“Live small” is not a life motto that many choose to adopt, but for Michella Kopti and her family, it was necessary. Growing up in Jerusalem as a Palestinian was often tense and not a predictable situation, and Kopti was encouraged to keep her head down and comply with the local laws.
“Even though I saw the wisdom in my parents’ passivity, in my heart I refused to accept that submissive way of living,” reflected Kopti. "I ached to be able to do something about it.”
Knowing that higher education is often the catalyst to making meaningful change, Kopti was inspired to follow in her father’s footsteps and pursue a college education in the United States.
An opportunity was presented when Kopti was offered a full-ride scholarship by the BYU Jerusalem Center to attend BYU in Provo, which Kopti gratefully accepted. This scholarship is granted to only a couple of Palestinians each year and is a great honor.
Leaving behind her home and the life she knew, Kopti traveled 16 hours and a world’s distance away to reach Provo. The bustling city streets she once walked were replaced with asphalt roads, and the scent of homemade pita and falafel were traded in for the smell of Cougar Tails and Brick Oven pizza.
“Leaving Jerusalem was a bittersweet moment for me, filled with both excitement for the opportunities ahead and the guilt of leaving behind my loved ones,” Kopti admitted. “But, I knew that pursuing an education in the United States was a necessary step towards breaking stereotypes and representing my people in a positive light.”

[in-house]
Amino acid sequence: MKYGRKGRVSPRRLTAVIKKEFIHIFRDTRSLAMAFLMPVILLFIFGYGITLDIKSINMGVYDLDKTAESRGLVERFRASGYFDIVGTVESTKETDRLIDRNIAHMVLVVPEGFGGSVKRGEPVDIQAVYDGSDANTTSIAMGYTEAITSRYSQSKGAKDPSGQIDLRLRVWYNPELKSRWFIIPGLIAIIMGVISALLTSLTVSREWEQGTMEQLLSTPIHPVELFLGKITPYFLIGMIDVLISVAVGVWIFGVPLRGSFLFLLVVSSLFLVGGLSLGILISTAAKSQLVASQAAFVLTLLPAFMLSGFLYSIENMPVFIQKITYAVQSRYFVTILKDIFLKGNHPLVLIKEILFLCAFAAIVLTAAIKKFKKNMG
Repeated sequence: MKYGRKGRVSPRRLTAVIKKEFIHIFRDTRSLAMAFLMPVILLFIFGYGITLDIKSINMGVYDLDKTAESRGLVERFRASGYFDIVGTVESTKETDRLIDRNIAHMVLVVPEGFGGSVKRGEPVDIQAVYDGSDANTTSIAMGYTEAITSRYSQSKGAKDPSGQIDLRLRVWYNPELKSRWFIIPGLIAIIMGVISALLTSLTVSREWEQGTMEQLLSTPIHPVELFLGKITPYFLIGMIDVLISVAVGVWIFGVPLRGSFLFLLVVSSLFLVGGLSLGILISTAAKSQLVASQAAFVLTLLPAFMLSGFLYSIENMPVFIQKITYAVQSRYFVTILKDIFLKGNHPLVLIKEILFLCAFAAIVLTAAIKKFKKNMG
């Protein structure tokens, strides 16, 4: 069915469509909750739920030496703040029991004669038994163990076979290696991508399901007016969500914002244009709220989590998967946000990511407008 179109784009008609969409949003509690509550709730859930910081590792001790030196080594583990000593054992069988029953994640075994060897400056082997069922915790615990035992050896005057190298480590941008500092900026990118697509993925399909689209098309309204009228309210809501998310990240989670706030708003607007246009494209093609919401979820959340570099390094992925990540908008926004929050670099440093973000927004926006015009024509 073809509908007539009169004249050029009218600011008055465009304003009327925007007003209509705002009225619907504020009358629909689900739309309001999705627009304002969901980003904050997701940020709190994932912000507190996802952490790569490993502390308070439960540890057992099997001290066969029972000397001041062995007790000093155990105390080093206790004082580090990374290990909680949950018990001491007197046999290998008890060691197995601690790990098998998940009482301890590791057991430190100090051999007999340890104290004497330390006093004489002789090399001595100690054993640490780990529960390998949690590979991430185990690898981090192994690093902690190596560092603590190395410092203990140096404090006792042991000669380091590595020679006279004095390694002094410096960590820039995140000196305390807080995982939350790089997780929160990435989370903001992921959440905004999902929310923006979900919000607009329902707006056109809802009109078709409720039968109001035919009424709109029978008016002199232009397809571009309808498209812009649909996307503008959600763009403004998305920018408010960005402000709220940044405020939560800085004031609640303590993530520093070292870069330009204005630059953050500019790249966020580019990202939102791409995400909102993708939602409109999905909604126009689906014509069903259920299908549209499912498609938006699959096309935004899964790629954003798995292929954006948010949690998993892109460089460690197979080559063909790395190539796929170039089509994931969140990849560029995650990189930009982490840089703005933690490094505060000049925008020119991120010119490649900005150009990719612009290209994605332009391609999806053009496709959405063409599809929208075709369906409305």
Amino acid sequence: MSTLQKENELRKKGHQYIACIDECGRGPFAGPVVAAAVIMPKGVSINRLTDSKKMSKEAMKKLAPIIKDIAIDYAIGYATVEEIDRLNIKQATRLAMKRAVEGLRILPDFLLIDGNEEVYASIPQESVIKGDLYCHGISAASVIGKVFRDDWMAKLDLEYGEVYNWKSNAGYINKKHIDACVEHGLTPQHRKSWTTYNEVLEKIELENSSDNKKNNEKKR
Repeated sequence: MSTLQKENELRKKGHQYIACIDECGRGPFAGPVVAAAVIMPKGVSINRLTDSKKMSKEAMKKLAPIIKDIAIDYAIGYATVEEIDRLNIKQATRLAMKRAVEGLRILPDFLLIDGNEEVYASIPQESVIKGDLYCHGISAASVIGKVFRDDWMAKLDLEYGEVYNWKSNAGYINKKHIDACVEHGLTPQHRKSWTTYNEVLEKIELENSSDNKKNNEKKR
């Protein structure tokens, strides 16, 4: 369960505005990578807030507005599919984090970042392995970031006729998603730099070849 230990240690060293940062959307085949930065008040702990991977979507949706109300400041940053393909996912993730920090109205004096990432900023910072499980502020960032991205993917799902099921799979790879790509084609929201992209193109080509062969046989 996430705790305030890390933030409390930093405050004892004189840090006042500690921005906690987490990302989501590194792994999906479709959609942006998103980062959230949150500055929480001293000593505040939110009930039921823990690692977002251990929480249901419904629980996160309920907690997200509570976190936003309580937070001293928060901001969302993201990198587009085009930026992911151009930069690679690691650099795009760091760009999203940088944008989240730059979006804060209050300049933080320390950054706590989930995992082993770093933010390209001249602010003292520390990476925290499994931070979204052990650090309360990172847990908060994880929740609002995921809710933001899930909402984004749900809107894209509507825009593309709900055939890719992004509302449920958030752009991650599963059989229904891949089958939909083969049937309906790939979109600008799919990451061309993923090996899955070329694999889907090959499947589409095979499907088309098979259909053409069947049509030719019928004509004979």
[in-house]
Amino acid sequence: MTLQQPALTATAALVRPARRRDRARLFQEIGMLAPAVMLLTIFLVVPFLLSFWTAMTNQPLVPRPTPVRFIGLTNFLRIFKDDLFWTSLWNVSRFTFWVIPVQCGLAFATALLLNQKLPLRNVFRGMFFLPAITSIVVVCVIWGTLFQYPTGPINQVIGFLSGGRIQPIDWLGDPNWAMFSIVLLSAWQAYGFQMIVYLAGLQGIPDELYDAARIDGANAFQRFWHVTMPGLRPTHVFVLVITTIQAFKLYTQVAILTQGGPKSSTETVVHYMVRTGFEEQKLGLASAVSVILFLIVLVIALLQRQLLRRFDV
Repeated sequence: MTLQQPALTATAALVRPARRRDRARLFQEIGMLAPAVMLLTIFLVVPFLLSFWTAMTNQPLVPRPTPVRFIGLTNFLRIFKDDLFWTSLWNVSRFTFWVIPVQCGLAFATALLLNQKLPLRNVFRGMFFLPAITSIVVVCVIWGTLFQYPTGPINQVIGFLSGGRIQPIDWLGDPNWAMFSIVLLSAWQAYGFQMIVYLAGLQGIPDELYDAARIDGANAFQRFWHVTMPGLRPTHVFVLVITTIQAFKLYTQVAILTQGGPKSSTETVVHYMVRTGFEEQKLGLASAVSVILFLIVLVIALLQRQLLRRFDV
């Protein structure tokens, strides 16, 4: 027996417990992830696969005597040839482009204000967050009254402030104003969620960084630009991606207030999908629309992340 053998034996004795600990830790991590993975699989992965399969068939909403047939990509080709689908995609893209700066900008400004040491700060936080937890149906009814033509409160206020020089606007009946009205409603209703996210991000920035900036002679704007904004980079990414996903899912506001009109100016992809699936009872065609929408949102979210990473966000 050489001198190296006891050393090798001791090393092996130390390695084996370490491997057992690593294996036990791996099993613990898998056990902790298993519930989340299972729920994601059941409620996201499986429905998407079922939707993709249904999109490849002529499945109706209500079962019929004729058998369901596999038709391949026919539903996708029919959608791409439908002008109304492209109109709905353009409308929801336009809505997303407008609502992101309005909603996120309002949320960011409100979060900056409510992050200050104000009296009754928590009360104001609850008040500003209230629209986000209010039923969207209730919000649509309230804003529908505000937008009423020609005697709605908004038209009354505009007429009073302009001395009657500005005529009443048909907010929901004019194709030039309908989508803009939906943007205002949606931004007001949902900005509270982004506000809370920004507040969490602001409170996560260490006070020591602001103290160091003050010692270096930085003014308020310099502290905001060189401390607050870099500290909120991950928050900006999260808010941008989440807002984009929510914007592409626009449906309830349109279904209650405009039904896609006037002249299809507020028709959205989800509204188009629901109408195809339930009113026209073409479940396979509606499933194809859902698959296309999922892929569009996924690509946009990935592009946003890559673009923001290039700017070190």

Kopti, a senior about to graduate in statistics, reflected on her time at BYU. Her experiences have taught her self-reliance and set her on an academic path to accomplish her goals. She feels grateful for the professors and mentors who took her under their wings and opened doors of opportunity for her.
“BYU was my first home away from home. It will always have a special place in my heart. I know I wouldn’t be the same person I am today if it wasn’t for the lessons I learned here.”
At BYU, where the culture can seem homogeneous, it wasn’t always easy for Kopti to feel accepted as a Palestinian and a non-member of The Church of Jesus Christ of Latter-day Saints, especially as an international student during the global pandemic. However, she learned to have the courage to stand out and be proud of her Palestinian heritage.
“I came to realize that keeping quiet only contributes to further misunderstanding,” Kopti said. “Whether or not I would ever be accepted, I needed to give my peers the respect of being my authentic self in helping them understand my culture and upbringing.”
After taking POLI 200 and POLI 328, Kopti discovered her passion for combining statistics with politics. Her years at BYU have helped hone her critical thinking, research and communication skills, which will be indispensable as she attends law school, her ultimate goal.
“From engaging in political science and history courses to participating in clubs and organizations focused on social justice, I have been able to gain a comprehensive understanding of the legal and societal issues that I will confront as a civil rights lawyer.”
Her experiences as a minority in both Jerusalem and Provo have prepared Kopti to be a voice for those who are without one. Instead of fearing the law, she has realized she can use it to protect the disadvantaged.
"My ultimate goal is to return to Jerusalem one day, equipped with the knowledge and skills to make a meaningful impact in my community."
Kopti no longer needs to put her head down and “live small.” Rather, she is determined to tackle injustices and chooses to live by a new motto: "Rise and Shout!"